Engaging, well organized and deftly written; a treasure trove of valuable information for those who want to sell at...

Selling to Heroes, Villains and Geeks


This book provides a comprehensive guide to becoming a vendor at anime, comic, and sci-fi conventions.

Lewis likes to call herself a “vendorpreneur” who has carved out a very successful niche: selling products at conventions that appeal to pop-culture enthusiasts. In an instructive debut book supplemented with color photographs, Lewis painstakingly details a selling process to help the novice vendor establish a business, avoid pitfalls, and follow in her footsteps. The author begins with five “cardinal rules,” an overview of basic strategies concerning customer psychology, merchandise acquisition and selection, and pricing. Part 2 comprises the bulk of the book; here, Lewis offers a “Business Battle Plan Blueprint” that walks through every step, in sequence, a vendor needs to take to prepare for and attend a convention. Each phase, positioned as an “assignment,” includes simple step-by-step instructions, augmented when necessary by illustrative examples from websites as well as photographs. Phases include conducting online research, finding unique items on Japanese sites, investigating wholesalers, and crafting a merchandise plan. This portion of the book is sure to be of great value to the beginner and could help even experienced vendors improve their game plans. In Part 3, Lewis wraps up with a useful overview of convention registration requirements and logistics. She also uses photographs of her own booth to illustrate stall setup and merchandise placement. Throughout, Lewis sprinkles “Sensei tips,” short pearls of wisdom based on her experiences, as well as “Oops alerts,” which highlight “regrettable new-vendor decisions that led to disastrous sales results.” At the end of this entertaining book, the author appends a listing of “trusted suppliers” that should save the reader considerable research time. Lewis writes with an enthusiasm for her subject in a style that is breezy, informal, and a joy to read. Her merchandising expertise and knowledge of the subject matter shine through as she delivers on the promise of the volume’s subtitle: “An insider’s guide for new anime vendors.”

Engaging, well organized and deftly written; a treasure trove of valuable information for those who want to sell at specialized conventions.

Pub Date: Oct. 2, 2015

ISBN: 978-0-9964536-0-8

Page Count: 201

Publisher: Anime Vendor

Review Posted Online: Feb. 16, 2016

Kirkus Reviews Issue: March 15, 2016

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Noted jazz and pop record producer Thiele offers a chatty autobiography. Aided by record-business colleague Golden, Thiele traces his career from his start as a ``pubescent, novice jazz record producer'' in the 1940s through the '50s, when he headed Coral, Dot, and Roulette Records, and the '60s, when he worked for ABC and ran the famous Impulse! jazz label. At Coral, Thiele championed the work of ``hillbilly'' singer Buddy Holly, although the only sessions he produced with Holly were marred by saccharine strings. The producer specialized in more mainstream popsters like the irrepressibly perky Teresa Brewer (who later became his fourth wife) and the bubble-machine muzak-meister Lawrence Welk. At Dot, Thiele was instrumental in recording Jack Kerouac's famous beat- generation ramblings to jazz accompaniment (recordings that Dot's president found ``pornographic''), while also overseeing a steady stream of pop hits. He then moved to the Mafia-controlled Roulette label, where he observed the ``silk-suited, pinky-ringed'' entourage who frequented the label's offices. Incredibly, however, Thiele remembers the famously hard-nosed Morris Levy, who ran the label and was eventually convicted of extortion, as ``one of the kindest, most warm-hearted, and classiest music men I have ever known.'' At ABC/Impulse!, Thiele oversaw the classic recordings of John Coltrane, although he is the first to admit that Coltrane essentially produced his own sessions. Like many producers of the day, Thiele participated in the ownership of publishing rights to some of the songs he recorded; he makes no apology for this practice, which he calls ``entirely appropriate and without any ethical conflicts.'' A pleasant, if not exactly riveting, memoir that will be of most interest to those with a thirst for cocktail-hour stories of the record biz. (25 halftones, not seen)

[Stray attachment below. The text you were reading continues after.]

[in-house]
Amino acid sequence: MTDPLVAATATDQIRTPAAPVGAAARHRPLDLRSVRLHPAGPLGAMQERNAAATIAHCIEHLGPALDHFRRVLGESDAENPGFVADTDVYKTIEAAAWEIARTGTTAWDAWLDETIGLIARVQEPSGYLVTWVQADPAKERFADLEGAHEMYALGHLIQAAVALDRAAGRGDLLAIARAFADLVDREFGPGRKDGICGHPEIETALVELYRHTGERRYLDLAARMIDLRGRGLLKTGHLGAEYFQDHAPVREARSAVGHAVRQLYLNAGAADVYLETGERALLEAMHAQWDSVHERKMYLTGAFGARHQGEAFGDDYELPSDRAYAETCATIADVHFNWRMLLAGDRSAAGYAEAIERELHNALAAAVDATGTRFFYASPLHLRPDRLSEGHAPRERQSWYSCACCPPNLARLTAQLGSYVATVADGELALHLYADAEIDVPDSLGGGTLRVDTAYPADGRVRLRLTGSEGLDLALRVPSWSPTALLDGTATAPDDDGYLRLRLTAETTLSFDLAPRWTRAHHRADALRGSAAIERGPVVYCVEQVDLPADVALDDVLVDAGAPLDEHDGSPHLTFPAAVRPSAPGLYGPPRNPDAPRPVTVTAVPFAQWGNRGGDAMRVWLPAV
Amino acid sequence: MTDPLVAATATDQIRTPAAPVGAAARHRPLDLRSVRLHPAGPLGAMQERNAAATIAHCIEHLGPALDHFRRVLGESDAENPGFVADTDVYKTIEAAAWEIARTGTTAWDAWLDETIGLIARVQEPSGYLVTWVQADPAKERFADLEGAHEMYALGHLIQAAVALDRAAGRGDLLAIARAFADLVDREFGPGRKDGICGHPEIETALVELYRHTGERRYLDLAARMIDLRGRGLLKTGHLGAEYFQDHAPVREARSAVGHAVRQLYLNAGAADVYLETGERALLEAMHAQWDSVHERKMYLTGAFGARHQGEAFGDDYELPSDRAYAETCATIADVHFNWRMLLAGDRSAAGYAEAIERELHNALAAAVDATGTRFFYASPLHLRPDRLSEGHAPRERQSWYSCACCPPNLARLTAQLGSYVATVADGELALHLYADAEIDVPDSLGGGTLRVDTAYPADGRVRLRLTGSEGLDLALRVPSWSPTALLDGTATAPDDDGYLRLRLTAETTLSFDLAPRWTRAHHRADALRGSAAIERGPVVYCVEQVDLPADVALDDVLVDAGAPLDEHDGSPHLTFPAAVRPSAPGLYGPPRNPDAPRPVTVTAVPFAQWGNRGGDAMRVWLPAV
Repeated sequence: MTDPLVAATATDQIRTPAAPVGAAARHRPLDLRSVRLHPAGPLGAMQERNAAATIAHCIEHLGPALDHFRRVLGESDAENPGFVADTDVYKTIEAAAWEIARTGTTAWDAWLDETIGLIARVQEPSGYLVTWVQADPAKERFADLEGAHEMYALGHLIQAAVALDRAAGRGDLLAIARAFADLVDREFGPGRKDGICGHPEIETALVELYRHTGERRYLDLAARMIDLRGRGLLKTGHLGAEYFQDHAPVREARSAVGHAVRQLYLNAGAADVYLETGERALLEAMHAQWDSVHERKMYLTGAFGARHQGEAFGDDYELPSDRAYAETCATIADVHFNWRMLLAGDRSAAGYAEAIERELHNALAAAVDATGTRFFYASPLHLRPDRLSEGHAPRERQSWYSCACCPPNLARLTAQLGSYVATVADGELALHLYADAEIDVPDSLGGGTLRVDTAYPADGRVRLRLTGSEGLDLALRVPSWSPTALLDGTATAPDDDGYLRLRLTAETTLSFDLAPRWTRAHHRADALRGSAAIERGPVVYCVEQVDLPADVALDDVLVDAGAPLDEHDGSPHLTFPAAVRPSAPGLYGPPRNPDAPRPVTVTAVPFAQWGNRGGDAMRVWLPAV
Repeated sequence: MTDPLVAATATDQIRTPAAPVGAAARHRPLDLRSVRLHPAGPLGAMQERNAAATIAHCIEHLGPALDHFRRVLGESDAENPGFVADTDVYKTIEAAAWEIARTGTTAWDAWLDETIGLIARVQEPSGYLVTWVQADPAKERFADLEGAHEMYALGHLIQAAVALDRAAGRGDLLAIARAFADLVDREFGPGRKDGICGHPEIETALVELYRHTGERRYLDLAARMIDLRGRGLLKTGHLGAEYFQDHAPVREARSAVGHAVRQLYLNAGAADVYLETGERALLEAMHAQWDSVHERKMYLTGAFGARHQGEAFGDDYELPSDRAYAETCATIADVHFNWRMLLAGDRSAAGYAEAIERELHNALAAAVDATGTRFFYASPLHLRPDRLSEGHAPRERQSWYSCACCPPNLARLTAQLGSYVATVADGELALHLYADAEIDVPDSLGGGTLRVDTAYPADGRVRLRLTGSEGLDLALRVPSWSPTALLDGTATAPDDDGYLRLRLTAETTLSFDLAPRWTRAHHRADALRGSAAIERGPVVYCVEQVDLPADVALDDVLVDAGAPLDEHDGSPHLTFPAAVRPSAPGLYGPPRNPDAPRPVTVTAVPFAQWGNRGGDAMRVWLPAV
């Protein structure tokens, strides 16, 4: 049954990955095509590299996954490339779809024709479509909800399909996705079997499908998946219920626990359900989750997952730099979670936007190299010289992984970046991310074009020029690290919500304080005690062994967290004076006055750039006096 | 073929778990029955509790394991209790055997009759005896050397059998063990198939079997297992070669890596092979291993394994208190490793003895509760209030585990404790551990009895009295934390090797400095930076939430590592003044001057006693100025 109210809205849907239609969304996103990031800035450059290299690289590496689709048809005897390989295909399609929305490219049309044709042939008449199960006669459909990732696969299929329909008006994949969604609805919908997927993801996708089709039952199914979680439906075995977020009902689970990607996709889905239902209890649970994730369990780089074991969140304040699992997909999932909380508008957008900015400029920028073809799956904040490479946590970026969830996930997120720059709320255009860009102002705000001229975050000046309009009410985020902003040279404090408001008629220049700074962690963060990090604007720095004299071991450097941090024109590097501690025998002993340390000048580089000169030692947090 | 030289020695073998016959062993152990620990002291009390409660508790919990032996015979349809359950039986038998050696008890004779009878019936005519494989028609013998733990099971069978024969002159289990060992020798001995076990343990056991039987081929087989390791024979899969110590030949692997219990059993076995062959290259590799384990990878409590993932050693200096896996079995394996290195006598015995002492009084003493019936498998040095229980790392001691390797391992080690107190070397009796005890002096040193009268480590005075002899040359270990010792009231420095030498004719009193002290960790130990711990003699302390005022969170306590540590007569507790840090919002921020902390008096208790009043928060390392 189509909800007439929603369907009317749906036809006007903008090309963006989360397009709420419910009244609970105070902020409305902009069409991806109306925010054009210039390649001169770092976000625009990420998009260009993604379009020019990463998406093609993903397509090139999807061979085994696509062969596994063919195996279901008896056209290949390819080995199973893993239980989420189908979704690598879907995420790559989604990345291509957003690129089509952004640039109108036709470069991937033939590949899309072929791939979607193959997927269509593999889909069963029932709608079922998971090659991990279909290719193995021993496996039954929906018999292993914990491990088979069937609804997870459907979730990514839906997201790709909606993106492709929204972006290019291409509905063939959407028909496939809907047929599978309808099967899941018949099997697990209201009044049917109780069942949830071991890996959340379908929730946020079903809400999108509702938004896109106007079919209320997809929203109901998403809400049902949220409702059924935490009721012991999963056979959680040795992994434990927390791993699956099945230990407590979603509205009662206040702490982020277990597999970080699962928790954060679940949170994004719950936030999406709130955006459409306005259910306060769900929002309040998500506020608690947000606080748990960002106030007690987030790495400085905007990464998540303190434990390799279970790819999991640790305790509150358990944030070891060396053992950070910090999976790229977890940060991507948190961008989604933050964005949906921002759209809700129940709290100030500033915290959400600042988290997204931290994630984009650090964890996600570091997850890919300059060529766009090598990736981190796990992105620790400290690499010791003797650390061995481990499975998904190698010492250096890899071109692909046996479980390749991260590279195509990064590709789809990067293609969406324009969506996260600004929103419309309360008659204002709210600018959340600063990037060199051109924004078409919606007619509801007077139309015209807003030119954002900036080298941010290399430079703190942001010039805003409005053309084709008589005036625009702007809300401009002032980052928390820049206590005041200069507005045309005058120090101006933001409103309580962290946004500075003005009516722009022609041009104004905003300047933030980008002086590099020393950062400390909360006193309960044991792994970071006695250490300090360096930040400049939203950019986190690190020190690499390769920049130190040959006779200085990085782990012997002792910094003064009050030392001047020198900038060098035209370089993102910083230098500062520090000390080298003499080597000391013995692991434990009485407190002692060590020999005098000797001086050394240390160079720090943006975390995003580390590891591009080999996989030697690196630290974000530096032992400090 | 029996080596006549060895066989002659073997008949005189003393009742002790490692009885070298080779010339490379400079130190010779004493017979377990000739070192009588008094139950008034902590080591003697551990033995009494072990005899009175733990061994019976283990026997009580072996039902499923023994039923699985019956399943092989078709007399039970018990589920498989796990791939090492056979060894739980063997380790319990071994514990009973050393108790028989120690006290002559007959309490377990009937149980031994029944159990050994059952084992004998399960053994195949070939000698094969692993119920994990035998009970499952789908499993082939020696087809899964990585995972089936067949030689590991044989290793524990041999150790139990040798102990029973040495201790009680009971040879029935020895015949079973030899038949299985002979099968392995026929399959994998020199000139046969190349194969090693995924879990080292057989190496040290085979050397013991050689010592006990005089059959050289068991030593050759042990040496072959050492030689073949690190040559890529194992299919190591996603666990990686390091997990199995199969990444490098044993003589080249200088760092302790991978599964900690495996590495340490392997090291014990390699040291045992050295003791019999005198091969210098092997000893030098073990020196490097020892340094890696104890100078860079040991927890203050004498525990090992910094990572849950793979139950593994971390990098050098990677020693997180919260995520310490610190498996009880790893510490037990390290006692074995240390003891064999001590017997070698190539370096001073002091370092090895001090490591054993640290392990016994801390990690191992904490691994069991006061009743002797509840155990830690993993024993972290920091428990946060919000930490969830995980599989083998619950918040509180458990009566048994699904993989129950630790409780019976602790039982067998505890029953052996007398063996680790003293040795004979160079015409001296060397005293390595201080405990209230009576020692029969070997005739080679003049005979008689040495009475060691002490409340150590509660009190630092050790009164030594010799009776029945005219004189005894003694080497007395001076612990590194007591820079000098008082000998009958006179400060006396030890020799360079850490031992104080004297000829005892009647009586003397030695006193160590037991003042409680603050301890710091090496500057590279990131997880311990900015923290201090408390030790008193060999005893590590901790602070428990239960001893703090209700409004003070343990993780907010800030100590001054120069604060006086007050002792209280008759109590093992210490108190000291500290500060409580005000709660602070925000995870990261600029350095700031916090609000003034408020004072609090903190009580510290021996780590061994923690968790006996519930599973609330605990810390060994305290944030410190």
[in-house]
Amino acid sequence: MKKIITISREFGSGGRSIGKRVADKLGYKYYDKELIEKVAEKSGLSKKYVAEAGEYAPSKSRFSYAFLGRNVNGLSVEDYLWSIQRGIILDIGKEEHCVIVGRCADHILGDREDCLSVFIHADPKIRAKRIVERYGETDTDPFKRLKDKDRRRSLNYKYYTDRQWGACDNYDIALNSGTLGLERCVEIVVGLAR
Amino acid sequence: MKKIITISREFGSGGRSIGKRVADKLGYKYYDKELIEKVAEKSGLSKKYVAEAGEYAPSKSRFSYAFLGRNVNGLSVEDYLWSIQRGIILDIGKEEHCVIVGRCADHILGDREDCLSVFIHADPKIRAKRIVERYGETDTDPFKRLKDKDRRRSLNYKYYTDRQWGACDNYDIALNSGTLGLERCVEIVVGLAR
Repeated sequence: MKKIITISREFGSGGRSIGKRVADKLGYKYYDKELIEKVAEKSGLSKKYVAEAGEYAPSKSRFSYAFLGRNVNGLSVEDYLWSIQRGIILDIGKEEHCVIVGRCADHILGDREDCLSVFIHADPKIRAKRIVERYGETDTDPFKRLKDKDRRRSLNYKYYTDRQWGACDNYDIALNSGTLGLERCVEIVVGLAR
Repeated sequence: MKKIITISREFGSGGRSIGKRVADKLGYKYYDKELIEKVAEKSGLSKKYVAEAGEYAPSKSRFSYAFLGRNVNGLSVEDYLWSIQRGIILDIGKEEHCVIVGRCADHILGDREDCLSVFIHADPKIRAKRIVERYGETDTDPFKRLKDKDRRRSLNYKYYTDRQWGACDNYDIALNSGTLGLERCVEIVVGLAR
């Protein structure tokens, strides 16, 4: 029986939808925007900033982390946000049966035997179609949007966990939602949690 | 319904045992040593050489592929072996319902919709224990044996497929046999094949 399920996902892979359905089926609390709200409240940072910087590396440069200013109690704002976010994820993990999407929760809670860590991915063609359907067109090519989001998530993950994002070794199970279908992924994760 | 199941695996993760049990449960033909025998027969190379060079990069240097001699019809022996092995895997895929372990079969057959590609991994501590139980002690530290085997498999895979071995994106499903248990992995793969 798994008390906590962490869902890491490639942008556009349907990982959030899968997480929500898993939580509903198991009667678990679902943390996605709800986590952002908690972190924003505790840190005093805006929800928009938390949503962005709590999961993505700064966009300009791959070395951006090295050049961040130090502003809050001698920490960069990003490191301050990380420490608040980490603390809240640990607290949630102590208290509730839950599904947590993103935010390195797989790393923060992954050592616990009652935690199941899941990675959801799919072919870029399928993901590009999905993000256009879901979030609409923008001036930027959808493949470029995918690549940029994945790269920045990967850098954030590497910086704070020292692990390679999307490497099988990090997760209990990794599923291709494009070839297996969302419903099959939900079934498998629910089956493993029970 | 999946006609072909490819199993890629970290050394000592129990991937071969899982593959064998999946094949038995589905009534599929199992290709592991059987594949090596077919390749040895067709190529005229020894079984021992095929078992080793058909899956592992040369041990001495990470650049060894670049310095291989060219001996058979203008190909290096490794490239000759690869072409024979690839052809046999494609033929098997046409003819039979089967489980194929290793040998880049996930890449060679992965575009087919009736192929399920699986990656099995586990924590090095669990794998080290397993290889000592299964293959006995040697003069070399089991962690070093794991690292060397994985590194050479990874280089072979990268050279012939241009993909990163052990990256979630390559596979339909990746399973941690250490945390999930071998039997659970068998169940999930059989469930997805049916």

Pub Date: May 1, 1995

ISBN: 0-19-508629-4

Page Count: 224

Publisher: Oxford Univ.

Review Posted Online: May 20, 2010

Kirkus Reviews Issue: March 1, 1995

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Stricter than, say, Bergen Evans or W3 ("disinterested" means impartial — period), Strunk is in the last analysis...



Privately published by Strunk of Cornell in 1918 and revised by his student E. B. White in 1959, that "little book" is back again with more White updatings.

Stricter than, say, Bergen Evans or W3 ("disinterested" means impartial — period), Strunk is in the last analysis (whoops — "A bankrupt expression") a unique guide (which means "without like or equal").

Pub Date: May 15, 1972

ISBN: 0205632645

Page Count: 105

Publisher: Macmillan

Review Posted Online: Oct. 28, 2011

Kirkus Reviews Issue: May 1, 1972

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